blood

Blood & Thunder

[vc_separator width=”1/1″ el_position=”first last”] [vc_column width=”2/3″ el_position=”first”] [vc_column_text width=”1/1″ el_position=”first last”]

The original calls for blended Scotch, which is curb-stomped here by my old pal, tequila, a spirit that not only sounds more menacing in its almost automatic drunken-flashback inducing montage but also makes it more appealing to a wider spectrum of people (IMO)… Unless you’re using Jose Cuervo, in which case just stop reading this right now and come back when I have a slushy margarita recipe. No! Come back! Lets just pretend you’re not using that shit and we can still be friends (the kind of friends that only communicate via Facebook likes).

I’ve gone ahead and taken what Cale Green from ‘Tavern Law, Need & Thread’ (Seattle) devised and changed it to what [to me] makes more sense, both for the cocktail itself but for the name: Blood oranges. Yup. Those weird little oranges that only come out (here in the North East at least) around this time of year but that are not only pretty to look at [I mean seriously, these things make all other citrus their bitch] but have a wonderful flavor that goes perfect in cocktails (see here ). Only this guy wouldn’t like them.

 

[/vc_column_text] [vc_text_separator title=”crafting:” title_align=”separator_align_left” width=”1/1″ el_position=”first last”] [/vc_column] [vc_column width=”1/3″ el_position=”last”] [vc_column_text width=”1/1″ el_position=”first last”]

Blanco Tequila
Cheery Heering
Sweet Vermouth
Blood Orange

To be honest, I gave this drink a try mainly because I’m a big Mastodon fan. Having never tried a ‘Blood and Sand’ (sorry but the idea of those ingredients didn’t really do it for me) I was more interested in a variation of the original with ingredients that seemed much more appealing.

 

[/vc_column_text] [/vc_column] [vc_column width=”1/1″ el_position=”first last”] [vc_column_text width=”1/1″ el_position=”first last”]

Super easy. Equal parts:
El Tesoro Platinum Tequila
Cherry Heering
Dolin Rouge
Fresh Blood Orange Juice
4 drops of (Bob’s) Abbot’s bitters (optional)

Shake it to wake it up.

For the garnish:
Thin slice of blood orange + maraschino cherry.
[Enjoy]

[/vc_column_text] [/vc_column]

La Cubanita

[vc_separator width=”1/1″ el_position=”first last”] [vc_column width=”2/3″ el_position=”first”] [vc_column_text width=”1/1″ el_position=”first last”]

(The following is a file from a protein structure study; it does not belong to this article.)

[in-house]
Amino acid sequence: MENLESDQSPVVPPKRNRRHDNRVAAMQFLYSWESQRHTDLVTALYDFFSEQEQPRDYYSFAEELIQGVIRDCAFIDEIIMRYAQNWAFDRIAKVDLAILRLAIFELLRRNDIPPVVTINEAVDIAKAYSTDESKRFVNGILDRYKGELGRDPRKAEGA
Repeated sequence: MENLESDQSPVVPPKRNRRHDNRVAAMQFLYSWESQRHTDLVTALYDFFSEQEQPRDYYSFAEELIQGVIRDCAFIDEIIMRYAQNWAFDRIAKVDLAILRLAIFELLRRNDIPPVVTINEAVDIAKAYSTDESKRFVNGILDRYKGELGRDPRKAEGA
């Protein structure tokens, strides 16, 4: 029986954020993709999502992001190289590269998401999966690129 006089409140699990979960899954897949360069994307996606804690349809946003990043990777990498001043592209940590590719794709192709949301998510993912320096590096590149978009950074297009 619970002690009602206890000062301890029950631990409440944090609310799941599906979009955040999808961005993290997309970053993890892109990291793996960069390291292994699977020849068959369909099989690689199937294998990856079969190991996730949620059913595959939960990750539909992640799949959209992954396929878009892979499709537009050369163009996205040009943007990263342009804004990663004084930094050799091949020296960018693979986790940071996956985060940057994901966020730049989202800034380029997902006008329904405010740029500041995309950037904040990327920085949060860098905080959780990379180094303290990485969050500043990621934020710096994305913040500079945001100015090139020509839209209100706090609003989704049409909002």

I intended to name this post “The eternal struggle for Bank’s 5 Island Rum” but it doesn’t exactly roll off the tongue. So instead I made a drink inspired by the infuriatingly-hard-to-find rum (in the NorthEast at least) which I finally got a couple weeks ago after a +month long search, along with my own variation on the daiquiri.

The funny part is that I’m not the biggest fan of rum; I enjoy a refreshing mojito just as much as the next guy, trust me, but most of the pretentious cocktails I enjoy are old ones that don’t call for rum. You know who loves drinks with rum tho?! Women… and pirates. I know that may sound a bit sexist but try and think of as many cocktails with rum as you can….now tell me who you pictured drinking them? If you answered my sister (sorry, Flor) then you are correct.

So this one’s for them; For the ladies [but the fellas’ can enjoy it just as well].

[/vc_column_text] [vc_text_separator title=”crafting:” title_align=”separator_align_left” width=”1/1″ el_position=”first last”] [/vc_column] [vc_column width=”1/3″ el_position=”last”] [vc_column_text width=”1/1″ el_position=”first last”]

Bank’s 5 Island Rum
Velvet Falernum
Lime juice
Blood orange juice
Grenadine

Finding a bottle of this rum will probably be my highest achievement for 2012. What can I say, I aim low.

[/vc_column_text] [/vc_column] [vc_column width=”1/1″ el_position=”first last”] [vc_column_text width=”1/1″ el_position=”first last”]

2 parts Bank’s 5 Island Rum
1/2 part Lime juice
3/4 part Blood orange juice
1/2 part velvet falernum
1 barspoon of Grenadine [NOT that cheap shit puh-lease]

Pour into a shaker, add ice and beat the devil out of it.
Double strain into a chilled glass.
Garnish with a blood orange wheel or a lime wheel.
[Enjoy]

[/vc_column_text] [/vc_column]